One of the most well-known and essential sub-fields of data science is machine learning. The term machine learning was first used in 1959 by IBM researcher Arthur Samuel. From there, the field of machine learning gained much interest from others, especially for its use in classifications.
When you start your journey into learning and mastering the different aspects of data science, perhaps the first sub-field you come across is machine learning. Machine learning is the name used to describe a collection of computer algorithms that can learn and improve by gathering information while they are running.
Any machine learning algorithm is built upon some data. Initially, the algorithm uses some “training data” to build an intuition of solving a specific problem. Once the algorithm passes the learning phase, it can then use the knowledge it gained to solve similar problems based on different datasets.
In general, we categorize machine learning algorithms into 4 categories:
- Supervised algorithms: Algorithms that involve some supervision from the developer during the operation. To do that, the developer labels the training data and set strict rules and boundaries for the algorithm to follow.
- Unsupervised algorithms: Algorithms that do not involve direct control from the developer. In this case, the algorithms’ desired results are unknown and need to be defined by the algorithm.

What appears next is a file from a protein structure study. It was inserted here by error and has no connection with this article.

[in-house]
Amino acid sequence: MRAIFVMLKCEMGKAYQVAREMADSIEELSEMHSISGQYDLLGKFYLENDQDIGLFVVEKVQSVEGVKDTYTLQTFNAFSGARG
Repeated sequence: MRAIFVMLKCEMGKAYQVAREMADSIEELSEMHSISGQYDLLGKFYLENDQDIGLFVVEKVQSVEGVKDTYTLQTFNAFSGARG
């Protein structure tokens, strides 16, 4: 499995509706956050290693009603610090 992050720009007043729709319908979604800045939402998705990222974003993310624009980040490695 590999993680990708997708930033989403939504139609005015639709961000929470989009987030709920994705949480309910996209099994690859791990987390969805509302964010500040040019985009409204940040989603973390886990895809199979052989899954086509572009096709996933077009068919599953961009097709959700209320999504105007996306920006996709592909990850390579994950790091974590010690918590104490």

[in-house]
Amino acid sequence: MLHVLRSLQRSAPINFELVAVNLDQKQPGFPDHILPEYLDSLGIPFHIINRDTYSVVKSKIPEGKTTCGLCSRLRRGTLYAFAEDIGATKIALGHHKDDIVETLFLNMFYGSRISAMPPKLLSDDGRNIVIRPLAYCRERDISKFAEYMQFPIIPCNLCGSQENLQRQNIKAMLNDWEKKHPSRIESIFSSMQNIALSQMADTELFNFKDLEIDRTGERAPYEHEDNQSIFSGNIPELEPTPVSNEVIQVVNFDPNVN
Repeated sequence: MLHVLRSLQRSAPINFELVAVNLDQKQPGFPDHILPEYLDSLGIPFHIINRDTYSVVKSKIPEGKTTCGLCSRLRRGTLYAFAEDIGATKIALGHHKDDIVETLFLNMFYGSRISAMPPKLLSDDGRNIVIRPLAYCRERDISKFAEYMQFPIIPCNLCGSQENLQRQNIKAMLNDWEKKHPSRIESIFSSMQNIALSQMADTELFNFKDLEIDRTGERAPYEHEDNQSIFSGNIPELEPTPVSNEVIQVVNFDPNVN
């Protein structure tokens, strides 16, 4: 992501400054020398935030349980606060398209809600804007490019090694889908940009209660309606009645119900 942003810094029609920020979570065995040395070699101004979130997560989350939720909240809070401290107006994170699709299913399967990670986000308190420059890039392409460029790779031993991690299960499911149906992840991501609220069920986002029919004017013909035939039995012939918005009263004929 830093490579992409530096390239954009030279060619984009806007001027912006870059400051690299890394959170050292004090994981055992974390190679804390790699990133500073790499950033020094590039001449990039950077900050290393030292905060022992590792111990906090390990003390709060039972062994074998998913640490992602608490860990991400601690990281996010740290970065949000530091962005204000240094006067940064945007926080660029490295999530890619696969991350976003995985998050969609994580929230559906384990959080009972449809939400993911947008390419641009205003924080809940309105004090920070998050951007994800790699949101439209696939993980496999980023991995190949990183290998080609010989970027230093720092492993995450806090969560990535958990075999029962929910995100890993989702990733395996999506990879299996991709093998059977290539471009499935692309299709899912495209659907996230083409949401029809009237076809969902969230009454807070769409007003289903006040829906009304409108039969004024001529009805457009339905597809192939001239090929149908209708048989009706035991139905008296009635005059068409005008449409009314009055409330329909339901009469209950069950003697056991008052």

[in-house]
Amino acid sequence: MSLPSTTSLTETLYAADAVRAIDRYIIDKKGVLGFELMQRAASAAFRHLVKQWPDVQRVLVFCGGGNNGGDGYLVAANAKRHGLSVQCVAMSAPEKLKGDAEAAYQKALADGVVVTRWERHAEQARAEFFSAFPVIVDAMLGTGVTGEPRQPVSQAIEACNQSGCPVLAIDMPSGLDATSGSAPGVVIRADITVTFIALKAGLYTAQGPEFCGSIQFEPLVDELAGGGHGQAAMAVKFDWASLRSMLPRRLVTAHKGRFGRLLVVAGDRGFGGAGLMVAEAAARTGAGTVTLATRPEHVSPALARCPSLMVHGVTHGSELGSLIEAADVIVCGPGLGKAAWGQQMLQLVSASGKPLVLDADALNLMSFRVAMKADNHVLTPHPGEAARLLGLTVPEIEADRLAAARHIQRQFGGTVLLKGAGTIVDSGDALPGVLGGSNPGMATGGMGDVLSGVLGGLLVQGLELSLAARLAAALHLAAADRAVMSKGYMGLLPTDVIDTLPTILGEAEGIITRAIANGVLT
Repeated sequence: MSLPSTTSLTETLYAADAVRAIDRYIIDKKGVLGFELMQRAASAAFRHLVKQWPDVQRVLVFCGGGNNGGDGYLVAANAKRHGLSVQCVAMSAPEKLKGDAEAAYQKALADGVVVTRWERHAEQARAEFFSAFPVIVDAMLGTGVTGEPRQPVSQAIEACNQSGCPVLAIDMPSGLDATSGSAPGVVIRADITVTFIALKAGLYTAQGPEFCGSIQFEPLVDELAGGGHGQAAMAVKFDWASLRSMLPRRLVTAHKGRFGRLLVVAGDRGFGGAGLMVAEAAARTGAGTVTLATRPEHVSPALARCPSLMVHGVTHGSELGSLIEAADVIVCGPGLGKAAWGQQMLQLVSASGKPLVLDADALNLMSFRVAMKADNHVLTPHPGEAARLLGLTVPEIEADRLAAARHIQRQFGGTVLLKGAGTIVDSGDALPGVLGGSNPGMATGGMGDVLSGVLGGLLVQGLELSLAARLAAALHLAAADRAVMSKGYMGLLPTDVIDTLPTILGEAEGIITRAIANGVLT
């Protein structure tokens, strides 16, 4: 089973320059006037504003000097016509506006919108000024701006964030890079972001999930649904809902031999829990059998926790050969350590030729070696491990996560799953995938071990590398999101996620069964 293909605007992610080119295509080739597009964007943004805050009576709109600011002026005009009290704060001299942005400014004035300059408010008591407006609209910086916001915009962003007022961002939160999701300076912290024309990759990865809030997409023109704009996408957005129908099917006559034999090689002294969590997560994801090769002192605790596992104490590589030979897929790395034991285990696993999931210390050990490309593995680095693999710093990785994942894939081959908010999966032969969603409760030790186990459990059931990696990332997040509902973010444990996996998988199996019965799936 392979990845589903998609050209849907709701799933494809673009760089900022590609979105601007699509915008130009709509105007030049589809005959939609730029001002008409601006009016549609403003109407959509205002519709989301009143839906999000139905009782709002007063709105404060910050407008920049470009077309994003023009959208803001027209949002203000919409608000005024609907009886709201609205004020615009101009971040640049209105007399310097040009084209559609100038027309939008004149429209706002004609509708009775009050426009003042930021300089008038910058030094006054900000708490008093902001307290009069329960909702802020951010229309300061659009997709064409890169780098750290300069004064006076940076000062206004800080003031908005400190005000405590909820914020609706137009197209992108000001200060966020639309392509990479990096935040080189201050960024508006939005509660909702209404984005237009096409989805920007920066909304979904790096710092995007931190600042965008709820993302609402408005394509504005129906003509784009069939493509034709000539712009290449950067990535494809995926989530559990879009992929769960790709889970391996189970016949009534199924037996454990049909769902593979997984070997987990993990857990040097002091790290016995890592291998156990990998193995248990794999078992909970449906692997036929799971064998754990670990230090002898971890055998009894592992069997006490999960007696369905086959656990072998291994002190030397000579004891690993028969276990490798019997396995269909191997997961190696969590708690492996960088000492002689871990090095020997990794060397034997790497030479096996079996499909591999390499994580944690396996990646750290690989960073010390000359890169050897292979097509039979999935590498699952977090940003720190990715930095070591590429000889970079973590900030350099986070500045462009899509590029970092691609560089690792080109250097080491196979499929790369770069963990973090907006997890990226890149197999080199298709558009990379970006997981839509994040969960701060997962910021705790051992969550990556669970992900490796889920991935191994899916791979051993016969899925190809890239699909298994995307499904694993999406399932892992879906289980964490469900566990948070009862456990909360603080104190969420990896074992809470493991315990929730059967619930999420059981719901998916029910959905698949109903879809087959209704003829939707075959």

- Semi-supervised algorithms: Algorithms that combines aspects of both supervised and unsupervised algorithms. For example, not all training data will be labeled, and not all rules will be provided when initializing the algorithm.
- Reinforcement algorithms: In these types of algorithms, a technique called exploration/exploitation is used. The gest of it is simple; the machine makes an action, observe the outcomes, and then consider those outcomes when executing the next action, and so on.
Each of these categories is designed for a purpose; for example, supervised learning is designed to scale the training data’s scope and make predictions of future or new data based on that. On the other hand, unsupervised algorithms are used to organize and filter data to make sense of it.
Under each of those categories lay various specific algorithms that are designed to perform certain tasks. This article will cover 5 basic algorithms every data scientist must know to cover machine learning basics.
Regression algorithms are supervised algorithms used to find possible relationships among different variables to understand how much the independent variables affect the dependent one.
You can think of regression analysis as an equation, For example, if I have the equation
y = 2x + z, y is my dependant variable, and x,z are the independent ones. Regression analysis finds how much do x and z affect the value of y.